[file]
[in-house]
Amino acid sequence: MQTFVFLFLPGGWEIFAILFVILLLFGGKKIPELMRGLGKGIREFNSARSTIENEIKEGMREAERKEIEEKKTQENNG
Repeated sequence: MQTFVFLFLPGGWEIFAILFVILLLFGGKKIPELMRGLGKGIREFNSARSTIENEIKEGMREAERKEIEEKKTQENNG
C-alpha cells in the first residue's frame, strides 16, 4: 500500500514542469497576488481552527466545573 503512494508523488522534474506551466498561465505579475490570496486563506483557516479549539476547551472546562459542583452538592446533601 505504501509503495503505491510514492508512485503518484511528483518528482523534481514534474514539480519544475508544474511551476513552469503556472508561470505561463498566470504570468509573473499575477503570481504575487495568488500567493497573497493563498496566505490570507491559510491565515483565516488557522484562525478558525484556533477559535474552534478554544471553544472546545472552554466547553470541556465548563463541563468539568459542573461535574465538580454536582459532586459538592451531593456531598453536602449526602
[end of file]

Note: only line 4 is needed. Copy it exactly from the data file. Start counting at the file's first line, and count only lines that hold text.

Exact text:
C-alpha cells in the first residue's frame, strides 16, 4: 500500500514542469497576488481552527466545573 503512494508523488522534474506551466498561465505579475490570496486563506483557516479549539476547551472546562459542583452538592446533601 505504501509503495503505491510514492508512485503518484511528483518528482523534481514534474514539480519544475508544474511551476513552469503556472508561470505561463498566470504570468509573473499575477503570481504575487495568488500567493497573497493563498496566505490570507491559510491565515483565516488557522484562525478558525484556533477559535474552534478554544471553544472546545472552554466547553470541556465548563463541563468539568459542573461535574465538580454536582459532586459538592451531593456531598453536602449526602